Pacific Whale Foundation researchers uncover new evidence
Abigail Machernis, PWF research biologist and lead author of the paper, reviewed data collected from the Maui Nui area of Hawai’i, which includes the islands of Maui, Moloka’i, Lana’i and Kaho’olawe and found that 27% of the 255 identified bottlenose dolphins and 13% of the 374 spotted dolphins identified had one or more scars related to the fishing gear. Each image in the association’s extensive catalog of passport photos has been examined to identify dolphins with scars on the dorsal fins, mouth lines and bodies of dolphins that indicate past interactions with fishing and fishing gear. . The objectives of PWF’s research were (1) to determine the number of bottlenose and spotted dolphins that showed evidence of interaction with fishing in Maui Nui; and (2) to determine whether underwater body images, in addition to traditionally used dorsal fin and buccal line images, have increased detection rates for evidence of fisheries interactions.
Building on an established methodology, focusing primarily on dorsal fin analysis, the researchers used underwater body images to gain a new perspective to assess interactions with fisheries. The inclusion of underwater photo analysis was a game-changer, according to Machernis. “Most of the research papers that look at interactions between fisheries focus on dorsal fins and we wanted to use all the data we collected to examine as much as possible the bodies of dolphins for scars related to fishing gear. . “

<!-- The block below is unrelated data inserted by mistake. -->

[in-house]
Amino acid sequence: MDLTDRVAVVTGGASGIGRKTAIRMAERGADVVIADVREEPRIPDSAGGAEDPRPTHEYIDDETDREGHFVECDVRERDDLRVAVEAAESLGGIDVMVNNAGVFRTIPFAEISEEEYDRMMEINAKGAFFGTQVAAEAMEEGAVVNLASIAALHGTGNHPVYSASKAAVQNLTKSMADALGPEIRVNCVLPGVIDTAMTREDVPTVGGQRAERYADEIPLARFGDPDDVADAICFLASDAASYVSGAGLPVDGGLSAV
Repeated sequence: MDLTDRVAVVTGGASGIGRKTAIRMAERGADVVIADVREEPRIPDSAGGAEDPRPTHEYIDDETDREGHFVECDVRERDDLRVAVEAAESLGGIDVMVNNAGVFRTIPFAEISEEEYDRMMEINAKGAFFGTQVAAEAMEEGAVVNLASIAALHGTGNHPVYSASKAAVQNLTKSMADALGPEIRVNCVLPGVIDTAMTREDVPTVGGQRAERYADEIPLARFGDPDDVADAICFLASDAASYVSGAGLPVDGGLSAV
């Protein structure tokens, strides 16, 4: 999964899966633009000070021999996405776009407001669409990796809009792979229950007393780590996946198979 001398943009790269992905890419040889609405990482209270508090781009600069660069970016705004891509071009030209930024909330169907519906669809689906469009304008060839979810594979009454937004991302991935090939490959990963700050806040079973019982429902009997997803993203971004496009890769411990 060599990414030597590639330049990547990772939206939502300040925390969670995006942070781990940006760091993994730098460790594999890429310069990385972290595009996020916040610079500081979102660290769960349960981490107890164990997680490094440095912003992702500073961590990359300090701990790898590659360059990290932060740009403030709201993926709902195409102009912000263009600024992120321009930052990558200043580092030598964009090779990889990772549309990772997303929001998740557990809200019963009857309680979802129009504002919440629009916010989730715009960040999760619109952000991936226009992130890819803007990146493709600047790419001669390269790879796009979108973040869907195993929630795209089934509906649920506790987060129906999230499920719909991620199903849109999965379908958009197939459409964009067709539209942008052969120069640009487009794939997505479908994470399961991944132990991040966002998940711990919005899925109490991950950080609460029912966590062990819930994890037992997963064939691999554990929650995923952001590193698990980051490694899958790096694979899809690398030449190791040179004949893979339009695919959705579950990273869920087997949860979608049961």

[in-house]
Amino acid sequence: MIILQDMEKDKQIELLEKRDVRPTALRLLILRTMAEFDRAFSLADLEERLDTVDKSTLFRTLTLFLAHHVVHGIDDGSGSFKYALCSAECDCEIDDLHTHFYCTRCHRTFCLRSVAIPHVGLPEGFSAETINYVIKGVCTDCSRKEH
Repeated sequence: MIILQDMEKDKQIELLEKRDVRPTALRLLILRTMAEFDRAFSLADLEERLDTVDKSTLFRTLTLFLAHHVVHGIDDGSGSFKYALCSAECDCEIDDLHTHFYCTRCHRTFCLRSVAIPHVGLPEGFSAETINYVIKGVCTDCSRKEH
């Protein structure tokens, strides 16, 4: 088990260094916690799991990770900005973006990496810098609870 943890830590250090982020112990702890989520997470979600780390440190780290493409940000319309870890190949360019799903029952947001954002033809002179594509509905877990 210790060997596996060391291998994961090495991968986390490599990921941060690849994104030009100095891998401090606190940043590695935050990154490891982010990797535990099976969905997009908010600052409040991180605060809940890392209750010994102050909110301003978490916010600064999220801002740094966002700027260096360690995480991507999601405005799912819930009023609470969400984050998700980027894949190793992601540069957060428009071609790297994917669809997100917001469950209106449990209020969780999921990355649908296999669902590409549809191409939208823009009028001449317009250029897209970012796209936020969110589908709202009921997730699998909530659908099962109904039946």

The study’s innovative approach involves combining individual assessments of dolphins’ dorsal fins, mouthlines and bodies into a single assessment and found that the inclusion of underwater images increased scar detection rates. 51% for bottlenose dolphins and 40% for spotted dolphins. Using previous research on fisheries interactions and cutting-edge research methods, the study is the first to present a standardized approach for using photos of dorsal fins, mouthlines and underwater body footage. in the assessment of interactions with fisheries.
“Without documenting real-time interactions or observing physical gear on an animal’s body, photographic analysis is the best available proxy for quantifying interactions with fisheries,” notes Currie. “There is still more research to be done and we want to make sure we have all the information we need to determine if there is a conservation problem, and then work with fishermen on a solution if necessary.”
Worldwide, interactions with fisheries have been identified as one of the primary conservation concerns for cetaceans, with fatal and non-fatal consequences. The total extent is difficult to assess because most entanglements are never seen, but research noted by the International Whaling Commission (IWC) suggests that more than 300,000 whales and dolphins die each year due to entanglement in marine debris. This can have a devastating and long-term impact on the conservation of already threatened populations, in some cases critically.